SINCE I began working from home there have been many evenings when I end up passing out on the leather couch in my sitting room in the wee small hours only to wake up disoriented a few hours later and move to the bedroom. Though I start my day at a respectable time (around 9am) I’ll often not bother to brush my hair or change out of my pyjamas until the afternoon.
This is not going to go down well with the PC brigade, but it’s my female friends who prefer to work from home whereas the men I know generally like being in the office. Maybe the married ones need to escape from domesticity to work. But for women, styling the hair, putting on the makeup and finding the right outfit – one that doesn’t cling so much that it’s more suitable for a burlesque show – can all be a bit of a challenge.
The BBC tells us that as lockdown eased many workers have pushed back against returning to the office. So what are the pros and cons? I am more productive at home on tasks like contract drafting and research, but I think of a lot more things to do when I am in the office. Strategic ideas come best in a group setting with flesh and blood people. Certain conversations with the person sitting next to you just wouldn’t happen if you had to reach out over a phone or computer.
A useful book on working efficiently is Deep Work: Rules for Focused Success in a Distracted World by Cal Newport. It emphasises losing oneself in focused concentration, without interruptions, avoiding multitasking and finishing the day with a ‘shutdown ritual’. But how does that work when relaxation occurs in the very same room as that all-dominating workstation?
It might be difficult to concentrate in the office with the inevitable banter, searching for pens, distracting musical playlists and interacting with colleagues. But this is the basis of the cohesion on which companies can thrive. That’s not to mention the associated mental health benefits – being on one’s own all day can be incredibly lonely. At the height of the pandemic I developed such a bad online shopping habit that I had daily visits from a UPS driver. He never wore a mask and his boy-next-door good looks would cheer me up on an otherwise dismal day. Only he gave me a reason to get up and make myself presentable, instead of looking like the Bride of Frankenstein stuck in front of the computer.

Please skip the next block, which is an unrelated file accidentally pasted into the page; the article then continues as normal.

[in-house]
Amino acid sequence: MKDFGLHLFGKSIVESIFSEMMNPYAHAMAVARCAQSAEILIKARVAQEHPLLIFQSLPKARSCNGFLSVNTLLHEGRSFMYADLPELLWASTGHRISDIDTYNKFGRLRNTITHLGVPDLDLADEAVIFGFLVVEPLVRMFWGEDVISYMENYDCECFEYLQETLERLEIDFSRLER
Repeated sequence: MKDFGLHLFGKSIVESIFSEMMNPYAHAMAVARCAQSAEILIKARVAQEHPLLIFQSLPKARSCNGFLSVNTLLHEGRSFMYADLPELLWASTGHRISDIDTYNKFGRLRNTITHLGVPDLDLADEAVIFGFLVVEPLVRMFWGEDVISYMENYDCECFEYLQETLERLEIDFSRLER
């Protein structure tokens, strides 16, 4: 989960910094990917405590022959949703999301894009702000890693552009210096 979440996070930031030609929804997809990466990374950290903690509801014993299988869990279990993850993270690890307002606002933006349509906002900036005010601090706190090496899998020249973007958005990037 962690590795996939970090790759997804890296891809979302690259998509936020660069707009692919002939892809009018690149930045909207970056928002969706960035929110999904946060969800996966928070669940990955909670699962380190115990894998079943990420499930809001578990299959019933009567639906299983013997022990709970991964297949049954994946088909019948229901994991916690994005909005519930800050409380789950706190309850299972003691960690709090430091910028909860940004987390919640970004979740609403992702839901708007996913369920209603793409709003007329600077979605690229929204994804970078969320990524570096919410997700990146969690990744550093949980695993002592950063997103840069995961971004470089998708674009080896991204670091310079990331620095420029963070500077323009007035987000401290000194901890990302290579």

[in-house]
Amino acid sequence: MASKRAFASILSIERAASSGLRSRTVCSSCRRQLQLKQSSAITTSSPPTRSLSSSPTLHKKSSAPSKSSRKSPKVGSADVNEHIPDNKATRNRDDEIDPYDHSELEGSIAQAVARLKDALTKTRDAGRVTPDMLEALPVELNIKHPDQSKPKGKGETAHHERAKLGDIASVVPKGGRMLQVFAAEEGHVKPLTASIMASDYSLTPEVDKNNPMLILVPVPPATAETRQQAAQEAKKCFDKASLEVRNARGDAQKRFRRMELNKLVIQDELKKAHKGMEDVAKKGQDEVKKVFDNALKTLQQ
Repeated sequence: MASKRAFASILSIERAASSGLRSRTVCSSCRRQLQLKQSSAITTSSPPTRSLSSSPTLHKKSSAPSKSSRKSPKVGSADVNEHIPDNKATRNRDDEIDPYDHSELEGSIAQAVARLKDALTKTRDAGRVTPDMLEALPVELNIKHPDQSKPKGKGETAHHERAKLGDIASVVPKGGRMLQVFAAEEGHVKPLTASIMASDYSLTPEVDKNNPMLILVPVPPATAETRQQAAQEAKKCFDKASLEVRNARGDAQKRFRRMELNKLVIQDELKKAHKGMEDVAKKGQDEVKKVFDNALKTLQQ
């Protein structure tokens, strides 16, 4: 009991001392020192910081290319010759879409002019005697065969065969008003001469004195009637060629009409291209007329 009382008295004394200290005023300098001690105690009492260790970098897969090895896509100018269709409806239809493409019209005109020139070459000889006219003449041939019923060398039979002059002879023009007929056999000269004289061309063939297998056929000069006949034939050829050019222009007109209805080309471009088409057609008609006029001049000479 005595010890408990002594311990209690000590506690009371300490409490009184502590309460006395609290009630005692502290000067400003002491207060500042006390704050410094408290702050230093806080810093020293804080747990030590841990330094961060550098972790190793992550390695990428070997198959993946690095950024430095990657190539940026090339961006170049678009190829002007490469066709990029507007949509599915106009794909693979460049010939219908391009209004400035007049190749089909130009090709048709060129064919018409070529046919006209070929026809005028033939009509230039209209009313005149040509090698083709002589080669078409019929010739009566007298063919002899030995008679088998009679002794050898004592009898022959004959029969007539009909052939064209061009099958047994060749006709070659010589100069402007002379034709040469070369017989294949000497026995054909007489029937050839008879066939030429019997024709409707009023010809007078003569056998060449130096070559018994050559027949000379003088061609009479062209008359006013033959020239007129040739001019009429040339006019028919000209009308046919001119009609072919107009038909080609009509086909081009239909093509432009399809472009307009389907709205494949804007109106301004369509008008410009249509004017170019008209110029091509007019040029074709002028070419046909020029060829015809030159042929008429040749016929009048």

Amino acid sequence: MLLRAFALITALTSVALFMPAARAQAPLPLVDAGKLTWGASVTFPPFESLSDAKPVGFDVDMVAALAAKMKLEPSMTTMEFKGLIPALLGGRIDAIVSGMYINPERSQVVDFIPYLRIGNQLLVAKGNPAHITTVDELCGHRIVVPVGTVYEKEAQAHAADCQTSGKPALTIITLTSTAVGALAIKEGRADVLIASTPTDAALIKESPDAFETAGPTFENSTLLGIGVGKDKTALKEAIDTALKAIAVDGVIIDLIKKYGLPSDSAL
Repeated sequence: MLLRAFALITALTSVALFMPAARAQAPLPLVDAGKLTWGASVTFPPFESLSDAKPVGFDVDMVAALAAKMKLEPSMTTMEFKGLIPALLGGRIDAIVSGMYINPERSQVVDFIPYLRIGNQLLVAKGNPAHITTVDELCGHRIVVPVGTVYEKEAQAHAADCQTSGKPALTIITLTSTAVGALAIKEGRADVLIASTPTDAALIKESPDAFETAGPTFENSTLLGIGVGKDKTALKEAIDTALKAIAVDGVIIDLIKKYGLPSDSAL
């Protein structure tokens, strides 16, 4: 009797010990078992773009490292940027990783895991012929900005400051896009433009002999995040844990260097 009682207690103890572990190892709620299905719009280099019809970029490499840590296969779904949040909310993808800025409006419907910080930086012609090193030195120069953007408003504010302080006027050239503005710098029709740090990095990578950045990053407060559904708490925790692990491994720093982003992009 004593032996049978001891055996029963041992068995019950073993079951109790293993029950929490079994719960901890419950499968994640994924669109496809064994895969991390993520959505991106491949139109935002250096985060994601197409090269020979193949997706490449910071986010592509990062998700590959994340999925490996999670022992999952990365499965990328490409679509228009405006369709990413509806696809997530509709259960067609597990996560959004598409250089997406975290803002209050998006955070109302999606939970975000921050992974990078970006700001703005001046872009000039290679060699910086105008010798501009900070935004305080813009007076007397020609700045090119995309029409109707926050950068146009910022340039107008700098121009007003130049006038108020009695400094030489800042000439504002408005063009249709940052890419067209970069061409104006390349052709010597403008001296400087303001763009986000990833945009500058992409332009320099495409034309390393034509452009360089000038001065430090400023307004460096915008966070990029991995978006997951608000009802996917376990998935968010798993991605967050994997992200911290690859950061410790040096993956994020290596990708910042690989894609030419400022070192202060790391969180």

One friend bought a Peloton at the start of the pandemic when she realised in a state of panic that the gyms were going to close and that she’d be stuck at home for months. But not everyone has the luxury of an at-home gym and when the weather turns chillier it will not be easy to motivate oneself to go out for a run.
Surely telling people to work from home is short-sighted. It can’t be a strategy to improve mental or physical health, or productivity. Along with the rise in depression and alcoholism, it will increase susceptibility to disease. Maybe the game plan is to make people sicker from lack of fresh air so that the past year and a half of pointless policies can be justified.
My lucky friend balances out her Peloton routines with what she calls ‘soft training’. For those unaware of the term, this refers to drinking on a regular daily basis in moderation so as to stay ‘fit’ for parties. The last thing anyone wants to suddenly discover is, having finally secured an invitation somewhere lovely with a generous serving of champagne, a detox effect has kicked in from a period of ‘flattening the curve’. The only thing that would be flattened in such case is one’s social life after getting shamefully drunk from three glasses.
Like a man who accessorises a tartan shirt with jewellery, I feel a certain kind of cognitive dissonance in my views toward returning to the office. I know I am privileged to have the WFH option but the question is would I be better off without it?
I’ve noticed from my own experience and that of my friends that certain employers are using alcohol-fuelled after-work events to lure reluctant employees back into the office. So, rather than allow my tolerance levels to be depleted, perhaps I had better go ahead and undertake some more employer-sponsored ‘soft training’.